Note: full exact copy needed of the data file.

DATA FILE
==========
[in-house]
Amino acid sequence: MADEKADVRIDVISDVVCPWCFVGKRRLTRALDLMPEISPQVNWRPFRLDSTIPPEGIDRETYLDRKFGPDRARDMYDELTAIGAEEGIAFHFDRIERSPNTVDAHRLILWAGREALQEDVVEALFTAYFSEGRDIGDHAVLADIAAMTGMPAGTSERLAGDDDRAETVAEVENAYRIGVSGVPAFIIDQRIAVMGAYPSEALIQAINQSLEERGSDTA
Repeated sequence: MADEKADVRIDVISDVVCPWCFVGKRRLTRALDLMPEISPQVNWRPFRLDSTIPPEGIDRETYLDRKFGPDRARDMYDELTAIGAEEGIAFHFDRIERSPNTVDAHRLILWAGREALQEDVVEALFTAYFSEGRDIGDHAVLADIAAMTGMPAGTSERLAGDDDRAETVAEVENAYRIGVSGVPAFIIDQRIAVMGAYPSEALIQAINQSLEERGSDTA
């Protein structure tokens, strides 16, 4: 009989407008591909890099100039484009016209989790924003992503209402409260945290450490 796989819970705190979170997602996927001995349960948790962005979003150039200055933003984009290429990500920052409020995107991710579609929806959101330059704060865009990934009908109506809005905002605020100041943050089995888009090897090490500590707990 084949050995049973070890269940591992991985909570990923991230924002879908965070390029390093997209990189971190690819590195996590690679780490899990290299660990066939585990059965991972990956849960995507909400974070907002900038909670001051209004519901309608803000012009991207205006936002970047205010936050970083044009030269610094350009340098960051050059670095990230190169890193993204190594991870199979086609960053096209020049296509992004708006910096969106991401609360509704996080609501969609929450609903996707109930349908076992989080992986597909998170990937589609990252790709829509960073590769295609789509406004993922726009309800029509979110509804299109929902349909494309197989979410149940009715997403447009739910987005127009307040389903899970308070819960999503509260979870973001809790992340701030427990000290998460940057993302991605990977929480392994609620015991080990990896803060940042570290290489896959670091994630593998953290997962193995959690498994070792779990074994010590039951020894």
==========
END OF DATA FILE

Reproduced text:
[in-house]
Amino acid sequence: MADEKADVRIDVISDVVCPWCFVGKRRLTRALDLMPEISPQVNWRPFRLDSTIPPEGIDRETYLDRKFGPDRARDMYDELTAIGAEEGIAFHFDRIERSPNTVDAHRLILWAGREALQEDVVEALFTAYFSEGRDIGDHAVLADIAAMTGMPAGTSERLAGDDDRAETVAEVENAYRIGVSGVPAFIIDQRIAVMGAYPSEALIQAINQSLEERGSDTA
Repeated sequence: MADEKADVRIDVISDVVCPWCFVGKRRLTRALDLMPEISPQVNWRPFRLDSTIPPEGIDRETYLDRKFGPDRARDMYDELTAIGAEEGIAFHFDRIERSPNTVDAHRLILWAGREALQEDVVEALFTAYFSEGRDIGDHAVLADIAAMTGMPAGTSERLAGDDDRAETVAEVENAYRIGVSGVPAFIIDQRIAVMGAYPSEALIQAINQSLEERGSDTA
């Protein structure tokens, strides 16, 4: 009989407008591909890099100039484009016209989790924003992503209402409260945290450490 796989819970705190979170997602996927001995349960948790962005979003150039200055933003984009290429990500920052409020995107991710579609929806959101330059704060865009990934009908109506809005905002605020100041943050089995888009090897090490500590707990 084949050995049973070890269940591992991985909570990923991230924002879908965070390029390093997209990189971190690819590195996590690679780490899990290299660990066939585990059965991972990956849960995507909400974070907002900038909670001051209004519901309608803000012009991207205006936002970047205010936050970083044009030269610094350009340098960051050059670095990230190169890193993204190594991870199979086609960053096209020049296509992004708006910096969106991401609360509704996080609501969609929450609903996707109930349908076992989080992986597909998170990937589609990252790709829509960073590769295609789509406004993922726009309800029509979110509804299109929902349909494309197989979410149940009715997403447009739910987005127009307040389903899970308070819960999503509260979870973001809790992340701030427990000290998460940057993302991605990977929480392994609620015991080990990896803060940042570290290489896959670091994630593998953290997962193995959690498994070792779990074994010590039951020894």